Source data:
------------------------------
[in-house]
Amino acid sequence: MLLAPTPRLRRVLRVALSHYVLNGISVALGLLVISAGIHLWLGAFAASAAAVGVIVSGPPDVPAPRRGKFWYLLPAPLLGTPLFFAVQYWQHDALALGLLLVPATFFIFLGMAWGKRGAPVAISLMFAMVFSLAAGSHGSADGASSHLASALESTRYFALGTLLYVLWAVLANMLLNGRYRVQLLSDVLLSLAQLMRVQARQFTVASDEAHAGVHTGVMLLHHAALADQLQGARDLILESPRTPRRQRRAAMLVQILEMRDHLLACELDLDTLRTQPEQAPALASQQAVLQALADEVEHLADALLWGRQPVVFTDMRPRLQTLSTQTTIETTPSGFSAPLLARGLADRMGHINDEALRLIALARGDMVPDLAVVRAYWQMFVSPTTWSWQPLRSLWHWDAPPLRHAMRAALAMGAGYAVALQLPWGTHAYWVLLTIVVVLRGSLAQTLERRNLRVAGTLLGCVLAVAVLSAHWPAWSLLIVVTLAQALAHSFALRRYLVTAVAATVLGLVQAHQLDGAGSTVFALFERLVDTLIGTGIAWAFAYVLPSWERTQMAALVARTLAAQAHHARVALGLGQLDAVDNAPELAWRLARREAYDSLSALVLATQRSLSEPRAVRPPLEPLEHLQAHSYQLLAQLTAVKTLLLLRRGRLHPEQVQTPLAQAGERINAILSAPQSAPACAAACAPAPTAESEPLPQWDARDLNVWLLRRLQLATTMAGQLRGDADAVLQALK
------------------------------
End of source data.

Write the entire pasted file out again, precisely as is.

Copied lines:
[in-house]
Amino acid sequence: MLLAPTPRLRRVLRVALSHYVLNGISVALGLLVISAGIHLWLGAFAASAAAVGVIVSGPPDVPAPRRGKFWYLLPAPLLGTPLFFAVQYWQHDALALGLLLVPATFFIFLGMAWGKRGAPVAISLMFAMVFSLAAGSHGSADGASSHLASALESTRYFALGTLLYVLWAVLANMLLNGRYRVQLLSDVLLSLAQLMRVQARQFTVASDEAHAGVHTGVMLLHHAALADQLQGARDLILESPRTPRRQRRAAMLVQILEMRDHLLACELDLDTLRTQPEQAPALASQQAVLQALADEVEHLADALLWGRQPVVFTDMRPRLQTLSTQTTIETTPSGFSAPLLARGLADRMGHINDEALRLIALARGDMVPDLAVVRAYWQMFVSPTTWSWQPLRSLWHWDAPPLRHAMRAALAMGAGYAVALQLPWGTHAYWVLLTIVVVLRGSLAQTLERRNLRVAGTLLGCVLAVAVLSAHWPAWSLLIVVTLAQALAHSFALRRYLVTAVAATVLGLVQAHQLDGAGSTVFALFERLVDTLIGTGIAWAFAYVLPSWERTQMAALVARTLAAQAHHARVALGLGQLDAVDNAPELAWRLARREAYDSLSALVLATQRSLSEPRAVRPPLEPLEHLQAHSYQLLAQLTAVKTLLLLRRGRLHPEQVQTPLAQAGERINAILSAPQSAPACAAACAPAPTAESEPLPQWDARDLNVWLLRRLQLATTMAGQLRGDADAVLQALK